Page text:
CLIENT QUOTE: "

Rusty, Bruce and the guys at King Kong were a crucial asset to my photoshoot.  They took a lot of stress off of my plate and came through when I needed them, allowing me to focus 100% on the production.  Without a doubt, King Kong is now my go-to for production vehicles and I do not hesitate to recommend them to my colleagues.  And, not only is Rusty the best and most helpful driver I have ever had the pleasure of working with, he is also awesome with a fog machine!

" Brett Spencer-Producer, Nastygal.com
CLIENT QUOTE: "
King Kong has the best equipment & drivers in the biz.
" Tom Baker – gangboss
CLIENT QUOTE: "

Thank you so much for lovely Eko lav — definitely the nicest port-a-potty I’ve ever used!

" Amanda – Producer
CLIENT QUOTE: "

The drivers were awesome to be with.  Hard working drivers!!   It really stands out when the drivers jump in to help set up base camp, and tear it down.  Not to mention always having a fresh green tea for me just when I needed it every time.  They really were great and I’d ask for them anytime we get vehicles from you. Thanks!

" Mary Brooks – 3 Star Productions
CLIENT QUOTE: "

You guys are the BEST!

" Marie D’Amore—Production Supervisor, HSI
CLIENT QUOTE: "

King Kong has great motorhomes and the best drivers in the business. Working with you guys is always easy and a pleasure.

" Cat Burkley-Portfolio One
CLIENT QUOTE: "

I just wanted to send you a quick message and let you know how amazing Rich is. I have hired motos from all over and this was by far our best experience. Really nice to work with great people

" Crystal Raymond- Chinese Laundry
CLIENT QUOTE: "

We truly enjoyed working from the Helios, the attention to detail to make it an Eco friendly asset to our industry should be commended. The quiet workspace you get when running on the solar power is delightful! Rob was pleasant to be around and always willing to help out. Thank you Rob and King Kong for bringing us the Helios!

" Rochelle Savory-Assistant Production Supervisor
CLIENT QUOTE: "

We’ve used the Helios twice now and have been quite impressed each time.  It has everything production could want AND it’s earth friendly! We will use the Helios on every job in which we need a moho.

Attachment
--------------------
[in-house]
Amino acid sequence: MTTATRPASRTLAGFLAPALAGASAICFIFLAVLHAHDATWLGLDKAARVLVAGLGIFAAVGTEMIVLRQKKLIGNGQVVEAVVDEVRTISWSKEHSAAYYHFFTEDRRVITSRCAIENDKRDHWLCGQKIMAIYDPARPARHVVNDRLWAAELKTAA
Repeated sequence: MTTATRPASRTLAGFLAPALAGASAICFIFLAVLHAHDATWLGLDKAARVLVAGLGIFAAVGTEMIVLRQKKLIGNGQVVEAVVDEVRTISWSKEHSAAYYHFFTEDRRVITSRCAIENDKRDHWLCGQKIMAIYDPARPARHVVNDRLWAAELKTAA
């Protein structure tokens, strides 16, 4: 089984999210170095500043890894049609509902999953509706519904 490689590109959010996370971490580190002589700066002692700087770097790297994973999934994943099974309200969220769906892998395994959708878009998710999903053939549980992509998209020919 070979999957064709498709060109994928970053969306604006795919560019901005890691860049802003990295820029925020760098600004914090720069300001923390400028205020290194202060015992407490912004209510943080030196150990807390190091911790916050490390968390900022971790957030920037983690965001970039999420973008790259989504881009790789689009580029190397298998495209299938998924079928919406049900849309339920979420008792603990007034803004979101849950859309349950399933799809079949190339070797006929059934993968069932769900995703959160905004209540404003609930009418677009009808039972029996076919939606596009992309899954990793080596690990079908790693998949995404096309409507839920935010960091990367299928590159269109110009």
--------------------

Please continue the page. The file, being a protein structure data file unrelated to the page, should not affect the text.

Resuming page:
" Mario D’Amici—Production Coordinator, Beef Films
CLIENT QUOTE: "

The Helios is a great motorhome. Not only is it energy efficient but it offers a large space for production to work in. The copy machine is great because you can wirelessly print and make color copies and send faxes. The satellite phones came in handy when we realized we didn’t have any cell service on location. We received several compliments throughout the shoot day. Crew walked into the motorhome in awe of such a beautiful space.

" Courtney Witherspoon-Production Coordinator Three One O
CLIENT QUOTE: "
Thanks again for helping out with our party. The restrooms worked out great and the service was awesome as usual!
" Steve Brazeel
CLIENT QUOTE: "

King Kong… top notch service, incredible drivers, clean, well equipped vehicles, on time—every time! Thanks guys…. you ROCK!!!

" Elaine Lee—Producer 5th and Sunset Los Angeles
CLIENT QUOTE: "

North Six has been working with King Kong for many years now.  Not only is their customer service unparalleled, but their fleet of motorhomes is always clean, reliable, and exactly what we need to support our photo productions.

" Kyd Kisvarday—Producer, North 6
CLIENT QUOTE: "

You guys did a phenomenal job with the Helios. And Rob, as always, went above and beyond for us.

" Dan Kae—Assistant Production Supervisor
CLIENT QUOTE: "

I wanted to give Rich another glowing report, He was AMAZING on our shoot. The most helpful driver I’ve ever had. I’ll definitely be requesting him on future shoots.

Thanks for everything guys!

" Adrienne Burton – Freelance Prod Coordinator
CLIENT QUOTE: "

…the moho was super nice, everything was great! I will definitely rent it again!!

" Susan Borbely – Prod Coordinator
CLIENT QUOTE: "

Just wanted to say thanks for the awesome customer service. Our driver was friendly and professional. He arrived early and had everything ready to go for us. The motorhome was clean and in perfect shape. Every detail matters on a shoot to help keep everything running smoothly. We love working with King Kong!

" Jamie Williams- That Girl Productions

Greenhouse gases nearing highly dangerous levels, study finds